Chagall's status as an “outsider” also sheds some light on one of the most elusive aspects of his art: his use of Jewish themes, and thus his standing as a “Jewish artist.” Much has been made of Chagall's Jewishness, as if all the questions raised by the Jewish element in his art came equipped with self-evident answers not susceptible of contradiction. It is therefore of great interest that in the mammoth study which Franz Meyer, the Swiss art critic and museum director who is also the artist's son-in-law, has now devoted to Chagall's life and work,1 the use of Jewish materials and motifs has been confronted with unusual cogency and tact. Discussed, moreover, in the very detailed context of Chagall's family background, artistic education, personal associations, and overall development which Meyer's study provides, the Jewish themes and preoccupations that recur at irregular intervals throughout the artist's long and copious oeuvre are given—correctly, I think—a place of secondary importance without in any way being skimped or condescended to.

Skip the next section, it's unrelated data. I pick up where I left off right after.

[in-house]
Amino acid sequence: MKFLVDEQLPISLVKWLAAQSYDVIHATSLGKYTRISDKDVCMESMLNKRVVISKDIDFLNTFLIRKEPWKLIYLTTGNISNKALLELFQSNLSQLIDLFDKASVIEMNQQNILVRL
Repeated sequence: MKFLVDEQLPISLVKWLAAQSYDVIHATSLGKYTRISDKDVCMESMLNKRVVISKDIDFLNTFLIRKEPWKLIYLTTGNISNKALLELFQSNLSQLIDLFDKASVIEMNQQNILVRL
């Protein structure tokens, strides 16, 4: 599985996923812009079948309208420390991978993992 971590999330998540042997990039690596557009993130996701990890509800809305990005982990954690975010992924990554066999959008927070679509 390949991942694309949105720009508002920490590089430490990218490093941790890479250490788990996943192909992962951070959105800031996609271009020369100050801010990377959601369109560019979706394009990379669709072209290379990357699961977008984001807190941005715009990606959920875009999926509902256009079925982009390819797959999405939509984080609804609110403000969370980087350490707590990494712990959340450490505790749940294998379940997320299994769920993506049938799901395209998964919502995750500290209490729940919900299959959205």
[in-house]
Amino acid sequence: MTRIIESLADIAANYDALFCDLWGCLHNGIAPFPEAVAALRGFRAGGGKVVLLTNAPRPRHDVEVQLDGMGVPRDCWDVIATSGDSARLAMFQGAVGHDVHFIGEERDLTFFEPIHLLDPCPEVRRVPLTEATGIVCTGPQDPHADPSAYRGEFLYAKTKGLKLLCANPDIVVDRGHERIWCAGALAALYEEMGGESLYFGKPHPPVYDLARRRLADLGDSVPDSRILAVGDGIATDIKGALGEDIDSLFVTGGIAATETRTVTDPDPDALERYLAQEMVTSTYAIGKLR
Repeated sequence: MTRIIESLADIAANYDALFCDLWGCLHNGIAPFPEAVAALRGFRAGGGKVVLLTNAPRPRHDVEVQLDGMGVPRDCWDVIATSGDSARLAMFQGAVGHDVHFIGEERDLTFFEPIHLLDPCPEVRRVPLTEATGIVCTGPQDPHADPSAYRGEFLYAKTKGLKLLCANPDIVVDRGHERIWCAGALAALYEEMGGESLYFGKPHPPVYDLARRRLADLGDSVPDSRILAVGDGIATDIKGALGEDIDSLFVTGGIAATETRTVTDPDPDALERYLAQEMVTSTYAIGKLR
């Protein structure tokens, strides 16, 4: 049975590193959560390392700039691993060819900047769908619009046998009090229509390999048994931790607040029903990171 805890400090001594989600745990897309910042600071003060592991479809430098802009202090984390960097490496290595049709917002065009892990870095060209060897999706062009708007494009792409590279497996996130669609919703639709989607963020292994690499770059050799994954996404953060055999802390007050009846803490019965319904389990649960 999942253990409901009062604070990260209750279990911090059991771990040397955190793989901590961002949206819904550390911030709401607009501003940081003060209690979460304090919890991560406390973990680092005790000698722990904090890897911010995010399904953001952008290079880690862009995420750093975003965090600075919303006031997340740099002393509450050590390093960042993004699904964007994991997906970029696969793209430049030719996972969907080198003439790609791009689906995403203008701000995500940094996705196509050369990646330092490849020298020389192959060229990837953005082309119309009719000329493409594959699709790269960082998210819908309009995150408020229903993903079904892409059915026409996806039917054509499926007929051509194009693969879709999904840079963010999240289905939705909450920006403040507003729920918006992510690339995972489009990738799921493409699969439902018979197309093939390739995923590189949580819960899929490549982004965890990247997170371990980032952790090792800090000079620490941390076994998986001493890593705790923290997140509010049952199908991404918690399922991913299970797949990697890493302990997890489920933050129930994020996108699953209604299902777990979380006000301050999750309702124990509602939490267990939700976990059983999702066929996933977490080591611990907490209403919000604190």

Meyer remarks at the outset of his voluminous monograph that “the spirit of Jewish mysticism [Hasidism] is one of the fundamental sources of Chagall's art,” but at the same time he is careful to point out the painter's conscious abandonment of the Hasidic traditions of his parents, noting that “he lapsed from the movement in order to paint and only to paint, independent of any movement or any doctrine.” Nearly six hundred pages later, in attempting to sum up the nature of Chagall's accomplishment, Meyer returns to the question, observes once again that the artist's “Hasidic heritage . . . made a quite decisive impact on his fundamental spiritual attitude and is therefore responsible for certain characteristics of his art,” but is again careful to underscore the fact that “Chagall's art is not addressed in any special way to the Jews.” Between his initial observation and his concluding remarks, Meyer recounts in detail the many occasions on which Chagall returned to Jewish themes: there is a particularly fine account of Chagall's work for the Kamerny State Jewish Theater in Moscow, in 1920-21, which involved not only his designs for the plays of Sholem Aleichem but some ambitious murals executed under the general title of Introduction to the Jewish Theater, and of his influence on the Habimah's original production of The Dybbuk. Meyer thus places the reader in a position to judge for himself the role that Chagall's Jewishness played in the evolution of his art, and in the process, thoroughly vindicates his own reluctance to judge that role as being of the first importance.